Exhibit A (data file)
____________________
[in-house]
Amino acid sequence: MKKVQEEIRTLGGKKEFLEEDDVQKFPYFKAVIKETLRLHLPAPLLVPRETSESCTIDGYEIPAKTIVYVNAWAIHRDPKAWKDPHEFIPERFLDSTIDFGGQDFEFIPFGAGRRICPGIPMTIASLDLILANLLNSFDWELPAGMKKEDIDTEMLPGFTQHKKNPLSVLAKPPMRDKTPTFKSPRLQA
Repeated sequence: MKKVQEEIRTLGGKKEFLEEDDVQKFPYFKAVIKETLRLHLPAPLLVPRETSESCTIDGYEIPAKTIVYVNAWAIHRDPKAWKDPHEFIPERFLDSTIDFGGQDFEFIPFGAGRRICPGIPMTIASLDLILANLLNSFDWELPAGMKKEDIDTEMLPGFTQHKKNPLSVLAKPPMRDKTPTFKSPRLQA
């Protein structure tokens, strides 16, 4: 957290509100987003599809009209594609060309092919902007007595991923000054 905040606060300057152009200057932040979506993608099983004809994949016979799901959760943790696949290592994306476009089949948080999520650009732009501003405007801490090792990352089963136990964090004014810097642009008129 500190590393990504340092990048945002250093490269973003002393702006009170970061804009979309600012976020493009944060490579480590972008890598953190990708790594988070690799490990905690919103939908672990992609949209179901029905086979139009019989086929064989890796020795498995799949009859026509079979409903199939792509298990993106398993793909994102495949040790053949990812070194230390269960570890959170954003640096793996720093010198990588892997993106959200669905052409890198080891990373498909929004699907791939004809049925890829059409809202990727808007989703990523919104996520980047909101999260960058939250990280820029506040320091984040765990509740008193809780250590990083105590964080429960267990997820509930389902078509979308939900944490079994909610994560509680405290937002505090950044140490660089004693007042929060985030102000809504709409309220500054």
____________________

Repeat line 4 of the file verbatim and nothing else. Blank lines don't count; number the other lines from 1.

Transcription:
């Protein structure tokens, strides 16, 4: 957290509100987003599809009209594609060309092919902007007595991923000054 905040606060300057152009200057932040979506993608099983004809994949016979799901959760943790696949290592994306476009089949948080999520650009732009501003405007801490090792990352089963136990964090004014810097642009008129 500190590393990504340092990048945002250093490269973003002393702006009170970061804009979309600012976020493009944060490579480590972008890598953190990708790594988070690799490990905690919103939908672990992609949209179901029905086979139009019989086929064989890796020795498995799949009859026509079979409903199939792509298990993106398993793909994102495949040790053949990812070194230390269960570890959170954003640096793996720093010198990588892997993106959200669905052409890198080891990373498909929004699907791939004809049925890829059409809202990727808007989703990523919104996520980047909101999260960058939250990280820029506040320091984040765990509740008193809780250590990083105590964080429960267990997820509930389902078509979308939900944490079994909610994560509680405290937002505090950044140490660089004693007042929060985030102000809504709409309220500054």